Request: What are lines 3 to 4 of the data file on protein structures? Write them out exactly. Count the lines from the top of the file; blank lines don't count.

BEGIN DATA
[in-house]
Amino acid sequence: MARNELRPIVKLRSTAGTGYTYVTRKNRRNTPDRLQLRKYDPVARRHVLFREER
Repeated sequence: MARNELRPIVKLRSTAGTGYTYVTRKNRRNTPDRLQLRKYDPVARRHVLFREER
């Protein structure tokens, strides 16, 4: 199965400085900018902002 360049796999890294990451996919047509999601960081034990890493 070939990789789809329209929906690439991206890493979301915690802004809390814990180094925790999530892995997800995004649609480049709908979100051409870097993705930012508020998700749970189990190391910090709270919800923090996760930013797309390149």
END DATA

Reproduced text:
Repeated sequence: MARNELRPIVKLRSTAGTGYTYVTRKNRRNTPDRLQLRKYDPVARRHVLFREER
């Protein structure tokens, strides 16, 4: 199965400085900018902002 360049796999890294990451996919047509999601960081034990890493 070939990789789809329209929906690439991206890493979301915690802004809390814990180094925790999530892995997800995004649609480049709908979100051409870097993705930012508020998700749970189990190391910090709270919800923090996760930013797309390149």